S. Korea seeks Saudi help in Afghan hostage crisis




The crisis is now in its 18th day and diplomatic efforts have produced very little; thus, the Korean ambassador to the Kingdom, Jaegil Lee, has said that his country is seeking “help and assistance” from Islamic leaders in Saudi Arabia since the Kingdom is the birthplace of Islam and also the site of Islam’s two holiest mosques.


“We want the Kingdom of Saudi Arabia, especially its religious leaders, to deliver some sort of statement that it is contrary to Islam to kidnap or kill people,” Ambassador Lee said.


Speaking to journalists, the ambassador noted that a statement had already been issued by the Jeddah-based secretariat of the Organization of the Islamic Conference (OIC), denouncing the kidnapping. He also said that officials from the World Assembly of Muslim Youth (WAMY) had denounced the hostage-taking.


He said that the 23 Koreans had gone voluntarily to Afghanistan for humanitarian reasons. “They were not sent there by the government. They were volunteers who went there for medical and humanitarian assistance,” he said.


The Korean diplomat said he believed an official message from the government of Saudi Arabia, particularly from official religious bodies, could have an impact and help the situation.


He noted that the global media, especially in the West, portrays Islam as both radical and violent which the current situation has done nothing to dispel. “Hence, it is necessary for the Islamic world to criticize Taleban’s actions in the form of fatwas,” Ambassador Lee continued.


Asked whether the embassy had approached Saudi officials about the hostage situation on an official level, he said he realized that the Saudi government did not recognize the Taleban. “It is not a government to government issue. The Saudi government has no direct links to the Taleban,” he said, adding that he was hopeful the Kingdom would assist the Korean government through the mediation of religious scholars. “We have contacted several Saudi officials who expressed their sympathy.”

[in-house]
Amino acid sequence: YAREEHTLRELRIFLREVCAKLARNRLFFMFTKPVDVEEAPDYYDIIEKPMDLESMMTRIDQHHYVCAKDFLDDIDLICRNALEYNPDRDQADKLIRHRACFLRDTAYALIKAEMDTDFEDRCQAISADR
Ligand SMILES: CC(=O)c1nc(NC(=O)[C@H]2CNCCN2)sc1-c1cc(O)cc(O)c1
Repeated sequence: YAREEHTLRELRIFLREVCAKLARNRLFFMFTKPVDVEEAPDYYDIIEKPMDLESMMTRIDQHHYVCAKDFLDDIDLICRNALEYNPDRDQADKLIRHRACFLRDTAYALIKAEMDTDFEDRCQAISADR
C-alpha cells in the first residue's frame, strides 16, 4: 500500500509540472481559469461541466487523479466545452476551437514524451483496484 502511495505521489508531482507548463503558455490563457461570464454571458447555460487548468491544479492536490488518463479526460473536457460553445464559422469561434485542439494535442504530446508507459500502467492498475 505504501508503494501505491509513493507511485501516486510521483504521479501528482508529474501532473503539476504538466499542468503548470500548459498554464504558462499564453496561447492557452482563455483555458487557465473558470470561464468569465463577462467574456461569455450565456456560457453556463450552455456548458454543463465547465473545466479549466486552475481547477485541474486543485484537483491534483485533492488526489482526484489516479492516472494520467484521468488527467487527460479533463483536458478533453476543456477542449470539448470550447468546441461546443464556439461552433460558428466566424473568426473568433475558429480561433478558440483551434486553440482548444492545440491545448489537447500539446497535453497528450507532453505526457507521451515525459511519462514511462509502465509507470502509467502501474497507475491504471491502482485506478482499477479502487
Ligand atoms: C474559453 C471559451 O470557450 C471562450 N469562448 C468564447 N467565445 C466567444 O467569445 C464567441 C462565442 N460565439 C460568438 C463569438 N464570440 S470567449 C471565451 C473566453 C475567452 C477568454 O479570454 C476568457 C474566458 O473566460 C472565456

The ambassador went on to say that the crisis would not influence future humanitarian missions to Iraq, Afghanistan, or Lebanon. “We will continue our humanitarian assistance. But we have to be very careful about the safety of our people,” he said. He pointed out that in 2005, Korean humanitarian assistance to Middle Eastern countries amounted to $ 90 million, with 40 percent of it went to Iraq as medical assistance. He also mentioned that Korea was home to 140,000 Muslims.


Commenting on the presence of Korean troops in Afghanistan, the ambassador said their presence was “to assist reconstruction in the country. They are military people but they are not fighters,” he said, emphasizing that they do not take part in attack operations. As for Korean nationals traveling to Afghanistan, the ambassador said that Seoul had decided to ban its nationals from traveling there in the wake of the hostage crisis.

Leave a Reply

Your email address will not be published. Required fields are marked *